Where did you get the idea for your new novel?
The hero in Secret Promise is the long lost brother of the heroine in my first book, Stirring Up the Viscount, so I knew well before I sat down it that he would be the central character and that he would come back to England after seven years abroad. I didn’t know exactly what had happened to him until I started to do some research into the American Civil War.
Why did you choose this genre?
I write historical romance because not only do I love to read it, I love to do the research which is required to make the story credible. I love losing myself in what was in many ways a simpler time, before cell phones and copy machines, airplanes and cars, when correspondence took more than 20 seconds to get to someone, and manners were everything.
What was the most difficult thing about writing this book?
The most difficult thing about writing this book was the middle, but then that’s true for every book I write. No matter how sure I am that the story is supposed to go a certain way, I manage to veer of course somewhere around 30,000 words, and it takes a supreme effort to get back on track.
What genre have you never written that you’d like to write?
I love to read paranormal romance, and young adult paranormal. I would love to write something like that, but I haven’t been struck with the right idea yet. Maybe one day!
Did you always want to be a writer?
Nope. I first started dabbling in my 20s, but really didn’t start writing in earnest until my 40s.
Do you work on more than one book at a time?
I do! I have three books going at the moment. I do try to stick with one at least through the middle, but when I get stuck, it’s nice to have something else to work on.
How many books do you have under the proverbial bed? Will they ever see the light of day?
Just one. It was the first one I ever wrote. I still love the idea of it, so may rewrite it one day, but in its current incarnation it will forever stay under the bed.
Do you write in the same place every day or do you like to change it up?
I write in all kinds of places. I am, oddly, most productive in hockey rinks, while my son is practicing.
Tell us a bit about you. Where do you live, and how long have you been writing?
I live in an eastern suburb of Cleveland, Ohio. I’ve been writing in earnest for 7-8 years.
Do you have another occupation, other than writer? If so, what is it? Does it help you with your writing?
I am a lawyer in real life. It doesn’t help me one bit, except perhaps as far as funding my writing goes!
If you could get rid of something in your life that would give you more writing time, what would it be?
The day job, absolutely. But that’s unlikely to happen until I retire.
Do you have any pets? Are you cat person or a dog person? Or are you into totally different pets, like goldfish? What do you like best about your pet?
I’m allergic to cats, so although I love them, I am a dog person. I’ve got two dogs—a standard poodle named Larry, and a part-Standard poodle, part-something-else named Sneaky Pete.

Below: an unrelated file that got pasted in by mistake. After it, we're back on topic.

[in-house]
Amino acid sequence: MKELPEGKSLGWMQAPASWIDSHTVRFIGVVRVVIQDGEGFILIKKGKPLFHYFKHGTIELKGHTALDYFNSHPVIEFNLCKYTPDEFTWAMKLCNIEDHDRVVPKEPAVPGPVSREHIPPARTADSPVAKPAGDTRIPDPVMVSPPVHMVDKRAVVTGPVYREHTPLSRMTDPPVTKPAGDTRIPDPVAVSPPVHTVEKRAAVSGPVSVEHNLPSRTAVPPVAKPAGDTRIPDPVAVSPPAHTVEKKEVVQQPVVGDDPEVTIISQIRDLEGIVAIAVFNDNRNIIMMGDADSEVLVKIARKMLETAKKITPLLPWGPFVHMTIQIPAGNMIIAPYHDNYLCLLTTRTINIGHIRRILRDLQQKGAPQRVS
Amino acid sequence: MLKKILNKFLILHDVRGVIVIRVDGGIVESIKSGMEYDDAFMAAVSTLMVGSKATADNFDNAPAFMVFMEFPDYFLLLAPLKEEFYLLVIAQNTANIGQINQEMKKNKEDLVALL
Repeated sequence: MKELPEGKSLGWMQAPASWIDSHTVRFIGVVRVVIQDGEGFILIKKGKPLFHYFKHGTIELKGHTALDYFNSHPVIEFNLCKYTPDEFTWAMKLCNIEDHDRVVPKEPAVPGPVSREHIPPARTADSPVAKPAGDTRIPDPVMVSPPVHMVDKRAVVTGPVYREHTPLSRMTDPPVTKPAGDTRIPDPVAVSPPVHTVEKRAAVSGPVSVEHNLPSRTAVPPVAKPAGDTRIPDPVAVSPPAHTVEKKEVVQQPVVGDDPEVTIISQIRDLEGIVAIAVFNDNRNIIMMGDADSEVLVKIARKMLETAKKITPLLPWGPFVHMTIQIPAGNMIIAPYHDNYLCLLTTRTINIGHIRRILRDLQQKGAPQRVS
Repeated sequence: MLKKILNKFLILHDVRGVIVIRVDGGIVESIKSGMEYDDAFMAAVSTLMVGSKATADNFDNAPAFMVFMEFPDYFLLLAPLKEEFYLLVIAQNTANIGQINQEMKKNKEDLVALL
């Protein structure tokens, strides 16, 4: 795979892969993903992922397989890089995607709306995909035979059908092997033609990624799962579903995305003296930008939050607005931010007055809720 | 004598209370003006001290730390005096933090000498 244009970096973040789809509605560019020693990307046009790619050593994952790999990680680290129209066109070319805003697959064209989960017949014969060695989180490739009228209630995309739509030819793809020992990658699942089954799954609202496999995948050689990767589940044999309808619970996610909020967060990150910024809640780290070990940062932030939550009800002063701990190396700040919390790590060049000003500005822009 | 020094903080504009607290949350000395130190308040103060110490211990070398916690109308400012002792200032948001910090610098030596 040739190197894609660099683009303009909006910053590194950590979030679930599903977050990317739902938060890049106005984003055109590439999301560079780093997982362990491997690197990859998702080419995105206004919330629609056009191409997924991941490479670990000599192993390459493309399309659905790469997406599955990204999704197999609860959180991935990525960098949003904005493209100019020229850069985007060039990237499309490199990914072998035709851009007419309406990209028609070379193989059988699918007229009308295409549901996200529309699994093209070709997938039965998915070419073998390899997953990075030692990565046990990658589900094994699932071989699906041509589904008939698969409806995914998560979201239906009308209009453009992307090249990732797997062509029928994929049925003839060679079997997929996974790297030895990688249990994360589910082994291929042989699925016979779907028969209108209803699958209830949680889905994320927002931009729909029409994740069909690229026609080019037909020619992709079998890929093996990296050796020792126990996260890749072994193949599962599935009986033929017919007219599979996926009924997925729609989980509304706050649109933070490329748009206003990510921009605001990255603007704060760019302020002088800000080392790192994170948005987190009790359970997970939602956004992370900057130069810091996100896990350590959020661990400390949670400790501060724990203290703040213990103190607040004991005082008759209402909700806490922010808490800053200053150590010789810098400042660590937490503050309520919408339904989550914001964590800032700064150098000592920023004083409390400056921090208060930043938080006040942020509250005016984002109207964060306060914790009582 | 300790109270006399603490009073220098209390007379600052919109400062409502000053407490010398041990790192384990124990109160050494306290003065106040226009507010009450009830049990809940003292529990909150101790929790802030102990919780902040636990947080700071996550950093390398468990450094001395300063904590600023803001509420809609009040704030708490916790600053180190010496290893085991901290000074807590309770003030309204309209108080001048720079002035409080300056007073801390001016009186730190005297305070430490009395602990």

Tell us a little about your current work in progress.
My current WIP is a little different, set in England in 1851, in which an heiress advertises for a husband to save her estate.
How can readers reach you or find you online?
Website & blog: http://marinmcginnis.com
Blurb for SECRET PROMISE:
Falsely imprisoned as a blockade-runner during the American Civil War, Edward Mason yearns to go home. But when after seven years he finally returns to England, the life he expected is gone. His parents are dead, his home destroyed, his father’s legacy stolen, and his girl—his girl is now the single mother of a child Edward never knew.
Abandoned by the man she loved and disowned by her family, Anna Templeton has learned to stand on her own two feet and make a home for her son. Now the successful owner of The Silver Gull tavern, she's not about to put their happiness in the hands of the one man who let her down so badly.
Edward is determined to regain Anna’s love and be a father to his son. But when a series of suspicious accidents threaten him and those he loves, he must stop the man responsible, or lose everything.
“Good day, sir. What can I get you? We have a very good cottage pie today.”
Edward frowned. “Aren’t you a bit young to be working in a public house?”
“Oh, I don’t work here,” the boy said. “Me mam’s the owner, and Molly didn’t come to work today.”
“The barmaid, of course.” His tone held a hint of derision, as if he thought Edward an idiot for failing to know who Molly was.
“Of course.” Edward was amused. “Well, then, I suppose I shall have the cottage pie, and an ale. And perhaps I could have a word with your mother, when she has a moment?”
“What do you want her for?” The boy’s eyes narrowed suspiciously.
“I used to live here, many years ago, and would like to speak to someone about…” Edward broke off as a woman emerged from the kitchen, carrying two plates piled with food. She had fiery red hair and a lithe figure, and moved easily through the tables. After setting one of the plates before a man sitting near the bar, she turned and scanned the room. Her gaze alit on the boy first, and she smiled. Then she spotted Edward. All color drained from her face, and the remaining plate slid from her hand, shattering on the stone floor.
“Mam!” The boy raced to the woman and clutched at her skirts, but Edward was unable to move.
“Anna,” he whispered.
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About the Author:
Clevelanders are tough, a bit cynical, and just a little crazy, and Marin McGinnis is no exception. When she's not chasing after big dogs or watching tweens skate around hockey rinks, she is immersing herself in romantic tales of years gone by. She lives in a suburb of Cleveland, Ohio, with her husband, son, and two standard poodles.